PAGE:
B.C. by Mastroianni and Hart

B.C.

Comments (14) (Please sign in to comment)

  1. Jo Clear (aka: Grasshopper)

    Jo Clear (aka: Grasshopper) GoComics PRO Member said, over 2 years ago

    Good lucky Mr. Turtle…Run as fast as you can….

  2. BrassOrchid

    BrassOrchid GoComics PRO Member said, over 2 years ago

    There will be a polar vortex every day until the Earth stops spinning or otherwise has no atmospheric temperature differential in conjunction with the presence of liquid water.
    If it just stopped spinning but still had atmosphere and water, then it would have a dark side on which all the ice would build up, which would cause it to spin due to tidal forces, though maybe more of a pendulum effect would be observed.
    Now I’d really like to stop it spinning just to see.

  3. neverenoughgold

    neverenoughgold GoComics PRO Member said, over 2 years ago

    Although it is possible, I don’t think the earth has ever stopped spinning. However, there is some evidence the earth does wobble a bit on its axis. It is this wobble that influences a variety of changes to the earth’s climate.

  4. Vegas Viper

    Vegas Viper said, over 2 years ago

    I’ll bet he gets there before the Hare…

  5. C C Alexander

    C C Alexander GoComics PRO Member said, over 2 years ago

    what’s a polar vortex????

  6. Tinozzi

    Tinozzi said, over 2 years ago

    @C C Alexander

    Its the reason we in Minnesota had one of the worst winters in history and the rest of the world was much warmer than usual.

  7. Nabuquduriuzhur

    Nabuquduriuzhur said, over 2 years ago

    Except that it can’t have been. While that is a common idea of some of the geologists, the astrophysicists tell us that would exceed the Roche Limit. It’s already so close that it is tidally-locked. Can’t get much closer before the tides would break it up.

  8. doublejake

    doublejake GoComics PRO Member said, over 2 years ago

    @Nabuquduriuzhur

    Tidally locked — correct. Close to Roche limit — incorrect. Check the formulas and results at http://en.wikipedia.org/wiki/Roche_limit.
    .
    If the moon is assumed to be completely rigid, the limit is about 9400 km, or less than 6000 miles. If assumed to be completely fluid, the limit is about twice that.
    .
    A mean orbital distance of 240,000 miles with a maximum Roche limit of 11,000 means your statement of “Can’t get much closer before the tides would break it up” is exactly backwards. It CAN get much, MUCH closer before a tidal breakup.
    .
    It’s similar to your comment on http://www.gocomics.com/forbetterorforworse/2014/08/07. Exactly backward.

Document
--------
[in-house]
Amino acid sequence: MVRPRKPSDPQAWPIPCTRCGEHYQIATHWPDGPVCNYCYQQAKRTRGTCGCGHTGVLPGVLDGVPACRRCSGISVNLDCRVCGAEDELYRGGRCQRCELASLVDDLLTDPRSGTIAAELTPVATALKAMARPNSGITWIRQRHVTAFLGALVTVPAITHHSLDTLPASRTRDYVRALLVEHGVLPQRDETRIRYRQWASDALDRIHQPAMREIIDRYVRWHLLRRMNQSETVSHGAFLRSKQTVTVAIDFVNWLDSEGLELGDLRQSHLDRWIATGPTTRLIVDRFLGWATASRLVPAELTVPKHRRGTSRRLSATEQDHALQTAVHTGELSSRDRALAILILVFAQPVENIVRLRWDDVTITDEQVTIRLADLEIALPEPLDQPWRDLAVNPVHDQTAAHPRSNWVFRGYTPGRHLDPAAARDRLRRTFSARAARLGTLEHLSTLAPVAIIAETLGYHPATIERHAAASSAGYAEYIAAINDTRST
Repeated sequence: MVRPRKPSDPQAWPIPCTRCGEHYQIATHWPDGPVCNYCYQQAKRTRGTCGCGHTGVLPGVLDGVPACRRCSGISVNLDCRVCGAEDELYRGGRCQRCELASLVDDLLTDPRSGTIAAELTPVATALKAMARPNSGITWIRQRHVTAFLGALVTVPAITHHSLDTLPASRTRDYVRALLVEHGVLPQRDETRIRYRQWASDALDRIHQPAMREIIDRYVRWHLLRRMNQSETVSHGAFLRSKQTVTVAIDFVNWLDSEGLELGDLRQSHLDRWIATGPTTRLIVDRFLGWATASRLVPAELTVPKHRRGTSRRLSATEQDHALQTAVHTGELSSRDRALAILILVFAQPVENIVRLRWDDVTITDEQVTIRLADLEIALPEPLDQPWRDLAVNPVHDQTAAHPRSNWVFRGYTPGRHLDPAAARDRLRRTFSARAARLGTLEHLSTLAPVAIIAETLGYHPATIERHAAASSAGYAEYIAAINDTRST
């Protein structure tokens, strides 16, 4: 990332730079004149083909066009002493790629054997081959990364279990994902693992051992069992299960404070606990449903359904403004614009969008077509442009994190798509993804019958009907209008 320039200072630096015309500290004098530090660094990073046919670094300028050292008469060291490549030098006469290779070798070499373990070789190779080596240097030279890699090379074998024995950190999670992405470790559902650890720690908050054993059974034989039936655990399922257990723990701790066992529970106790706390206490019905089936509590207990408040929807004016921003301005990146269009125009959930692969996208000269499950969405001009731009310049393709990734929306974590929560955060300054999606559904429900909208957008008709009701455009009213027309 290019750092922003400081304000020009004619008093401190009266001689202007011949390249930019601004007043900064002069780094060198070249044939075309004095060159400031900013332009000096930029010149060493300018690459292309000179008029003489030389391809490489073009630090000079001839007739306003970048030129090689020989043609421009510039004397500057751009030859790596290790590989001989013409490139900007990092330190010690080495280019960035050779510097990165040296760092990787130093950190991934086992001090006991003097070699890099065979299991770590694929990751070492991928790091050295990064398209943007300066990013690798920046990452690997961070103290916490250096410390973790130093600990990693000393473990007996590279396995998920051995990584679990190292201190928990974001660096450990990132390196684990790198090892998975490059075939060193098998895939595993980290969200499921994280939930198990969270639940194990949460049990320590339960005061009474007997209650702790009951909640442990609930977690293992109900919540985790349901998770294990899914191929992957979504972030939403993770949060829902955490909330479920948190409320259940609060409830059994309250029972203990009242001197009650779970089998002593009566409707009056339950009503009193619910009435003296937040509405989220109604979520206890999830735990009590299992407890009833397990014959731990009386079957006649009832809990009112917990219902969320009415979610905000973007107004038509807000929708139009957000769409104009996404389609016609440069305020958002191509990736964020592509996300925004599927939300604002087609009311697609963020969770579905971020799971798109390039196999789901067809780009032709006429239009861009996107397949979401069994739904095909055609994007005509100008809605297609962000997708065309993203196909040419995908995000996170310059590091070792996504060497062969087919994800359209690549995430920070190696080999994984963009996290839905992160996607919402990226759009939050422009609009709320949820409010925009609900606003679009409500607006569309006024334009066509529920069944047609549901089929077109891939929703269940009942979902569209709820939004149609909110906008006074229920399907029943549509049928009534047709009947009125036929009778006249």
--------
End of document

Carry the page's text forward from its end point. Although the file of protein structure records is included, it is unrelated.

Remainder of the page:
.
    BTW — since when do you give astrophysicists ANY credence whatsover? They’re the blokes who believe in the big bang, and that the universe is over 14 billion years old. Not created magically 6,000 years ago. Or are you just selective and cherry-pick what science to believe in?

  9. Jim Kerner

    Jim Kerner GoComics PRO Member said, over 2 years ago

    At least he’s going in the right direction.

  10. X X

    X X said, over 2 years ago

    “Why did they put the South so far south?”

  11. Jo Clear (aka: Grasshopper)

    Jo Clear (aka: Grasshopper) GoComics PRO Member said, over 2 years ago

    @X X

    They had to, because if it was closer to north, it wouldn’t be south…then there would not be very much north, so you couldn’t tell the difference from north and south…so that is why they put the south so far down, get it ?

  12. DavidHuieGreen

    DavidHuieGreen said, over 2 years ago

    As distance increases, tidal effect decreases.
    This decreases angular momentum transfer rate and may eventually drop enough that it would take infinitely long to eject the moon.

  13. Hunter7

    Hunter7 said, over 2 years ago

    @C C Alexander

    The weather guys needed to call the Jetstream something else – so they called the cold air (that brought all the rain, wind, snow, snow, and did I mention snow? to the USA and parts of Canada) a Polar Vortex. It didn’t spin. It didn’t suck things in. It did bury stuff under a lot of snow. But it wasn’t some new weather phemon. Just a different name for the same thing that had a much bigger bite than usual.
    .

  14. X X

    X X said, over 2 years ago

    @Jo Clear (aka: Grasshopper)

    Evidently, you missed. It was a Mel Blanc classic.

  15. Refresh Comments.